Carbon dioxide sensor specialists, Gas Sensing Solutions, wondered if drowsy driving could in part be due to a build-up of CO2 gas, because at levels of 1,000 ppm and above people can become drowsy and lethargic.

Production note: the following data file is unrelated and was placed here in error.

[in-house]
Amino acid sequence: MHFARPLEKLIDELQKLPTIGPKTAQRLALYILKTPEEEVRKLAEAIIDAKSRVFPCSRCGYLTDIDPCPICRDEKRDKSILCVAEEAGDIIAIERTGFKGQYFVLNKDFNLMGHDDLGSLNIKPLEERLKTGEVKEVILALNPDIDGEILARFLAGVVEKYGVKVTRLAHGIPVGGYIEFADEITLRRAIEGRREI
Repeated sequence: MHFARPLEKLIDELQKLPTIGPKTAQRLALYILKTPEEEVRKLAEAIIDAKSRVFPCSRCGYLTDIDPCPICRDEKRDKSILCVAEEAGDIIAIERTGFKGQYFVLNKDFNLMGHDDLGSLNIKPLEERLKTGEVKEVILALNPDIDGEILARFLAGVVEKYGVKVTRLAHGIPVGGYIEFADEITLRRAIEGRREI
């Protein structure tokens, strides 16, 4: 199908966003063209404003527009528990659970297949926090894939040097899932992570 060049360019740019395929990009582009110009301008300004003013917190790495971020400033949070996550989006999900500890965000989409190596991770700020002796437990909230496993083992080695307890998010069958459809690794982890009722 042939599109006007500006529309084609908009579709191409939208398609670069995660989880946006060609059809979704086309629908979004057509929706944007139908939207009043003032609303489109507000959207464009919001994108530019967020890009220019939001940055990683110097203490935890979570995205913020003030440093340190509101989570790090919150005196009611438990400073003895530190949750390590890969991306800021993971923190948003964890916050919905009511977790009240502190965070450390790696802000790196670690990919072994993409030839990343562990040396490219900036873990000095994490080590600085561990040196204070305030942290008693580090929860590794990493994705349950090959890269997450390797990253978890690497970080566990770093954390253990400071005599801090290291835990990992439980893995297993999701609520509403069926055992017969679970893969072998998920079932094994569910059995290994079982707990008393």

The first car journey involved two people travelling to the supermarket. The CO2 from their exhaled breath increased the concentration of CO2 in the car cabin to around 1400 ppm. Surprisingly, it only took about forty-five minutes to reach this level, which shows how quickly CO2 levels can rise. The datalogger was then left in the car overnight with the windows closed. The graph shows just how long it takes for the CO2 to disperse from a closed car, taking until around 9am the next day to drop down to nearer ambient levels of CO2.